In an effort to level the playing field, Central Florida Chapter of the National Organization of the Reform of Marijuana Laws (CFL NORML) led by executive director, Christopher Cano, recently launched a grassroots fundraising campaign with a goal of $250,000 to combat the continuous flow of fear mongering and attacks expected this fall. Indiegogo, the crowdfunding platform being utilized by the organization features a video produced by CFL NORML, pictures of past events, and of course a donation page where contributions can be made.
“We are appalled at the gross amount of funds the opposition plans to spend in order to continue the unjust policy of marijuana prohibition in Florida,” Cano said. “The Medical Marijuana Movement should be about one thing and one thing only, the patients. Mel Sembler and his No On 2 allies are willing to spend obscene amounts of money to hurt veterans and sick patients, and we simply are not going to take that laying down”.
To show your support, please donate by clicking the link below or volunteer by contacting CFL NORML using the following email address: firstname.lastname@example.org.
The summer season is upon us and with the warm weather comes heated elections around the country.
2016 is set to be a monumental year in marijuana law reform. Three states have already qualified marijuana related initiatives for the November ballot (Nevada, Florida, and Maine) and nine more states are still collecting signatures in hopes of making the ballot (California, Arizona, Arkansas, Massachusetts, Michigan, Missouri, Montana, North Dakota and Oklahoma).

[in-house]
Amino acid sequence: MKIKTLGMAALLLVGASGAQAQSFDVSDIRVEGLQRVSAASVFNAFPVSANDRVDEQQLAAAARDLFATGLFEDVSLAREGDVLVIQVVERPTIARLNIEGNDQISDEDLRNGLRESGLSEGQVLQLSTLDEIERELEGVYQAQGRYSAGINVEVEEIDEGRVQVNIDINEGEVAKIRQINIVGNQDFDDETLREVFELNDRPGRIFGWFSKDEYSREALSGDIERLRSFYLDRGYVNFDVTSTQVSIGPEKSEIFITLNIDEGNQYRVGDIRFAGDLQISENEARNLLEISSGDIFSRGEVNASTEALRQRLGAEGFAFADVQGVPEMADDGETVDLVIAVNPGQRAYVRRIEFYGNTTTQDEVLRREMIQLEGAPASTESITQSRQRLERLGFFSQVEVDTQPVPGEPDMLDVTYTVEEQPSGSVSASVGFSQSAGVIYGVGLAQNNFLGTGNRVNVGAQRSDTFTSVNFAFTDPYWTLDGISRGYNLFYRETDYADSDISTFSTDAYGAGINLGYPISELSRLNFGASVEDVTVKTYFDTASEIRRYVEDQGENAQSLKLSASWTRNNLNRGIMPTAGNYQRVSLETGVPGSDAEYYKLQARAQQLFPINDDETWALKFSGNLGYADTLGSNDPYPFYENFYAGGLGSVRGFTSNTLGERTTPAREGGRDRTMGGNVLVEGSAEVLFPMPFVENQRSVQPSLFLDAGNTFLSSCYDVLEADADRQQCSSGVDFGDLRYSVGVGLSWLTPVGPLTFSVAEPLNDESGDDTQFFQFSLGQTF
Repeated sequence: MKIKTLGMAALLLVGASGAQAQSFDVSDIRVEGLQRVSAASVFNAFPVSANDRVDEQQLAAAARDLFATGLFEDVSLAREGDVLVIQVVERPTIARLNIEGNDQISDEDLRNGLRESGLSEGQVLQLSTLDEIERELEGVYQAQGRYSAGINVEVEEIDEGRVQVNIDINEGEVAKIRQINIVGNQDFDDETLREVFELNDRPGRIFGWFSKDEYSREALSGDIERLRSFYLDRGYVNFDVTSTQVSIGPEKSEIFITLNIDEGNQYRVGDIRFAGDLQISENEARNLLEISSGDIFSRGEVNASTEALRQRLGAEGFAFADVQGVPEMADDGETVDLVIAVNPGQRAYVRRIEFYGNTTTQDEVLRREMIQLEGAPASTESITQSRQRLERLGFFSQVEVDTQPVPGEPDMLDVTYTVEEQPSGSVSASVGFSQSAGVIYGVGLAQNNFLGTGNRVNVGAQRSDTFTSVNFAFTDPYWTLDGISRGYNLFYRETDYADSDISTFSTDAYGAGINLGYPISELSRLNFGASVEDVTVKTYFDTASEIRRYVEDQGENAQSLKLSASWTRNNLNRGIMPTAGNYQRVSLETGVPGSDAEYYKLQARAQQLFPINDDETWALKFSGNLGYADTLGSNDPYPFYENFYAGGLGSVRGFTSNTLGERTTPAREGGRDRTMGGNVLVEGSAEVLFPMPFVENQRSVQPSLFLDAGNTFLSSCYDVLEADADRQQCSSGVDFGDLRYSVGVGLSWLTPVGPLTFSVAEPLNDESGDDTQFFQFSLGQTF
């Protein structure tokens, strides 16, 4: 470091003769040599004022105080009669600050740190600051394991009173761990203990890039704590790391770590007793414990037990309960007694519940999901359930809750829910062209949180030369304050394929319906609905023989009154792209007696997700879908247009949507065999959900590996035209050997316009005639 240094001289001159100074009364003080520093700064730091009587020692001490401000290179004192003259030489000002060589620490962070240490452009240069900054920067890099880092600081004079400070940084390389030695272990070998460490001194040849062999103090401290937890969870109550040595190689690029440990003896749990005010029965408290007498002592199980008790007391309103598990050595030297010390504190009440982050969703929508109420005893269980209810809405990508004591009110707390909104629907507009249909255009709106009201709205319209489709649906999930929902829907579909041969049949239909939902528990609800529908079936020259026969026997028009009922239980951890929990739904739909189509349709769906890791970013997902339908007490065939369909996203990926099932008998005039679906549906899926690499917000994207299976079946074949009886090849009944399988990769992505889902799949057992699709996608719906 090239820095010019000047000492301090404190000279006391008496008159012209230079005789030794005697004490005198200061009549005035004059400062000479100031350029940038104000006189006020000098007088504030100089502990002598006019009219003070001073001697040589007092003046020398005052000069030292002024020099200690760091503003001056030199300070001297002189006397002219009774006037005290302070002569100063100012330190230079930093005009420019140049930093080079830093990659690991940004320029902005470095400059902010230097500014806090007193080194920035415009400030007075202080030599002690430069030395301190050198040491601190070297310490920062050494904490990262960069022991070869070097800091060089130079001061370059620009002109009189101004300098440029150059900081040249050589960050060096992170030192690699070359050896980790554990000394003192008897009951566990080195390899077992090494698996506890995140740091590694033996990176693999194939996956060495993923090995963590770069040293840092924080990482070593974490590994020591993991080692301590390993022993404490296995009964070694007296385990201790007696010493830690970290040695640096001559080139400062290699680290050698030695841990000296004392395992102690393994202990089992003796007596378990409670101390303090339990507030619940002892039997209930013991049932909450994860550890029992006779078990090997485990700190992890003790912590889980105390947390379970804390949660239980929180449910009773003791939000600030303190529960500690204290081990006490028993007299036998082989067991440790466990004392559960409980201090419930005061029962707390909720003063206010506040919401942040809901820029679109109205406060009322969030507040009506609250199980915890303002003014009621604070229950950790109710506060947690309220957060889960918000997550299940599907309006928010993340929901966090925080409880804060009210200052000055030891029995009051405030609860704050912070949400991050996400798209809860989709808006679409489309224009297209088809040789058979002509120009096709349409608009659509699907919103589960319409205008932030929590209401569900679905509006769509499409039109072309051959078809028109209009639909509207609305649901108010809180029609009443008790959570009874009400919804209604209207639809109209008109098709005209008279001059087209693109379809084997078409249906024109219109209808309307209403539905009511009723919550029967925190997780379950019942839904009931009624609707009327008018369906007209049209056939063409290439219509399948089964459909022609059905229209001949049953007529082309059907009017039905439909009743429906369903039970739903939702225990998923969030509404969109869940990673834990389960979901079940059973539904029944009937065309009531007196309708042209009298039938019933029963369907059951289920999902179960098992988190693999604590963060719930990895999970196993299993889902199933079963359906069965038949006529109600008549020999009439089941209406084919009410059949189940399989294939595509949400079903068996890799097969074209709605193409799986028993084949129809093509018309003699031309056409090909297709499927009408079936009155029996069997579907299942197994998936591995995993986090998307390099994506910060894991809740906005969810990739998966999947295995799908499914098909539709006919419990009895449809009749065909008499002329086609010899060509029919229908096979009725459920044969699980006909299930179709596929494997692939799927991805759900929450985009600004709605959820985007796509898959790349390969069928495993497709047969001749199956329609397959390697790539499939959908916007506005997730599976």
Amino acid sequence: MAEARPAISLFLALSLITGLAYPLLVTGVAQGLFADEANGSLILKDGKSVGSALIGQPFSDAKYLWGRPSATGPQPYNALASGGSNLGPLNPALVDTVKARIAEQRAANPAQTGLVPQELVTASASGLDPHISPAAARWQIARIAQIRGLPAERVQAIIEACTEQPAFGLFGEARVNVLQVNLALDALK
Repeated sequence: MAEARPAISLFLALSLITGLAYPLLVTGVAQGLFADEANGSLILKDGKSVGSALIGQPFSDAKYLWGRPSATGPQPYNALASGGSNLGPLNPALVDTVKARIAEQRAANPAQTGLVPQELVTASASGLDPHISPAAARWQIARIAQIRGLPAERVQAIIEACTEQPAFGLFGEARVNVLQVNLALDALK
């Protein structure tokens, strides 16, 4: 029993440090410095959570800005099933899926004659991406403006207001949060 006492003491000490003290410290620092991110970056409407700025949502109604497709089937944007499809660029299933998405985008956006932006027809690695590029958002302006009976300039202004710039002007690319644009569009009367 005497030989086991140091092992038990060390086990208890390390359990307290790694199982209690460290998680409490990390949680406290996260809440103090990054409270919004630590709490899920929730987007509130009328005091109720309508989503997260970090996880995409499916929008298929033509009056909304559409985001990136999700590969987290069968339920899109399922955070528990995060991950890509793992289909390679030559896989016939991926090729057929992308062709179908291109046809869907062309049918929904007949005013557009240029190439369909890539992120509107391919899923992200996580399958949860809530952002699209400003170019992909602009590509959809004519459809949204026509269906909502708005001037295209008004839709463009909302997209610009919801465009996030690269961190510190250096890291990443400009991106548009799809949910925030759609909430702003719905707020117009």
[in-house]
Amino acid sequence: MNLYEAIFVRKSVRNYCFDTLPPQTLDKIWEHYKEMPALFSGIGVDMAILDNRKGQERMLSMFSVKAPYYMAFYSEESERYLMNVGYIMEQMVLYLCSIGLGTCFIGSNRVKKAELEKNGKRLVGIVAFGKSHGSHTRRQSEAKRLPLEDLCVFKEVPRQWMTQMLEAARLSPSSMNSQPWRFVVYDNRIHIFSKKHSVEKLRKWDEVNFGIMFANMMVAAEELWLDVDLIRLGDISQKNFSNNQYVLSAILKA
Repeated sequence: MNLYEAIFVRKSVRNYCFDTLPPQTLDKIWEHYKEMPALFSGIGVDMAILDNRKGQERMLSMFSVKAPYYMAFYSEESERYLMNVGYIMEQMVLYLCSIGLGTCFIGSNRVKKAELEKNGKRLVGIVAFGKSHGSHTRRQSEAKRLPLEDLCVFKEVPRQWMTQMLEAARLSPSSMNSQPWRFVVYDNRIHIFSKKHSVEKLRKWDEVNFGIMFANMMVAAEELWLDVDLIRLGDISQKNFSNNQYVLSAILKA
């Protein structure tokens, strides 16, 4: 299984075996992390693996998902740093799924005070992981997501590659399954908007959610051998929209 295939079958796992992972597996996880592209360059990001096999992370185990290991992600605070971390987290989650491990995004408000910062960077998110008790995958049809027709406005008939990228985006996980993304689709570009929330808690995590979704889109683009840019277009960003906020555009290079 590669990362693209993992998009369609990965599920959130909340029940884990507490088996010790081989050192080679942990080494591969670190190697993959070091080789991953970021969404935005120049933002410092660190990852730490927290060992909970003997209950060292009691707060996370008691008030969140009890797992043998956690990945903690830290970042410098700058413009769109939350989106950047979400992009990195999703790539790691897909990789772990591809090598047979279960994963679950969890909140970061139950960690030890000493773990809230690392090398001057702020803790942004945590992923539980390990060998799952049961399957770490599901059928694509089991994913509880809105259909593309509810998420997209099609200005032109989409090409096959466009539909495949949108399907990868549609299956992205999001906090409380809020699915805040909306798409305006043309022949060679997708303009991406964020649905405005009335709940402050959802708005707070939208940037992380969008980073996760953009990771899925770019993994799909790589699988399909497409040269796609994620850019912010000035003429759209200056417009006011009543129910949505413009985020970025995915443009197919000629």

But we want to support more than the pending initiatives. The NORML PAC is ready to support candidates that wish to make marijuana law reform an important pillar in their campaign platform. We want to empower candidates who are challenging prohibitionists and we want to help them win. But we need your help.
Donate to the NORML PAC today and in return for you supporting marijuana friendly candidates around the country, you will receive a couple of our favorite products!
Help support the NORML PAC so that we can endorse and donate to candidates around the country that are running on a platform that includes reforming our country’s archaic marijuana laws. The only way we can continue our progress is to support and elect these candidates!
Thank you for your continued support and membership.
P.S. We can only raise PAC funds from NORML members. Therefore, if you wish to contribute to the NORML PAC, and you are not currently a NORML member, the first $25 of your contribution will be applied to your membership dues. The balance will go to the NORML PAC to provide financial help to candidates who support our positions on marijuana policy.
* PAC premium donation ends on June 21, 2016.
The passage of statewide laws regulating the consumption of cannabis by adults and/or qualified patients is not associated with increased rates of teen marijuana use, according to a statistical analysis of results from the Centers for Disease Control and Prevention’s 2015 Youth Risk Behavior Survey.
CDC data reports that the percentage of high-schoolers ever reporting having used cannabis fell from an estimated 43 percent in 1995 to just under 39 percent in 2015. The percentage of teens currently using cannabis (defined as having used marijuana at least once in the past 30 days) also declined during this same period, from 25 percent in 1995 to just under 22 percent in 2015.